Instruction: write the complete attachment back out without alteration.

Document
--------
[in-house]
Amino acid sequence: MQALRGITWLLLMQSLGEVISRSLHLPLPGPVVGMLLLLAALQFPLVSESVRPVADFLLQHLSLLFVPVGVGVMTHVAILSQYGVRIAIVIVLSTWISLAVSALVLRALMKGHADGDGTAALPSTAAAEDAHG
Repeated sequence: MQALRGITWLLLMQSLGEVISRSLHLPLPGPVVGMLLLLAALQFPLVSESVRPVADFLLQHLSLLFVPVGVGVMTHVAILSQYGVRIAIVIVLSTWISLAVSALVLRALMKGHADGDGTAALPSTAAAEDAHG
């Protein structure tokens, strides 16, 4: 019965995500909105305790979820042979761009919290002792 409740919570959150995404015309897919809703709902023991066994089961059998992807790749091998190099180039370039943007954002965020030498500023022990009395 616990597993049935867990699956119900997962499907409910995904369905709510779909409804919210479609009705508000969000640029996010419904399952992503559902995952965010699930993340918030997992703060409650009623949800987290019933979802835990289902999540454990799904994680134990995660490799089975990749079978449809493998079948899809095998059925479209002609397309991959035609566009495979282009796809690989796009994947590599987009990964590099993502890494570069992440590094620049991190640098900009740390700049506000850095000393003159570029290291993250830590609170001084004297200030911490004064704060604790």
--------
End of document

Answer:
[in-house]
Amino acid sequence: MQALRGITWLLLMQSLGEVISRSLHLPLPGPVVGMLLLLAALQFPLVSESVRPVADFLLQHLSLLFVPVGVGVMTHVAILSQYGVRIAIVIVLSTWISLAVSALVLRALMKGHADGDGTAALPSTAAAEDAHG
Repeated sequence: MQALRGITWLLLMQSLGEVISRSLHLPLPGPVVGMLLLLAALQFPLVSESVRPVADFLLQHLSLLFVPVGVGVMTHVAILSQYGVRIAIVIVLSTWISLAVSALVLRALMKGHADGDGTAALPSTAAAEDAHG
């Protein structure tokens, strides 16, 4: 019965995500909105305790979820042979761009919290002792 409740919570959150995404015309897919809703709902023991066994089961059998992807790749091998190099180039370039943007954002965020030498500023022990009395 616990597993049935867990699956119900997962499907409910995904369905709510779909409804919210479609009705508000969000640029996010419904399952992503559902995952965010699930993340918030997992703060409650009623949800987290019933979802835990289902999540454990799904994680134990995660490799089975990749079978449809493998079948899809095998059925479209002609397309991959035609566009495979282009796809690989796009994947590599987009990964590099993502890494570069992440590094620049991190640098900009740390700049506000850095000393003159570029290291993250830590609170001084004297200030911490004064704060604790």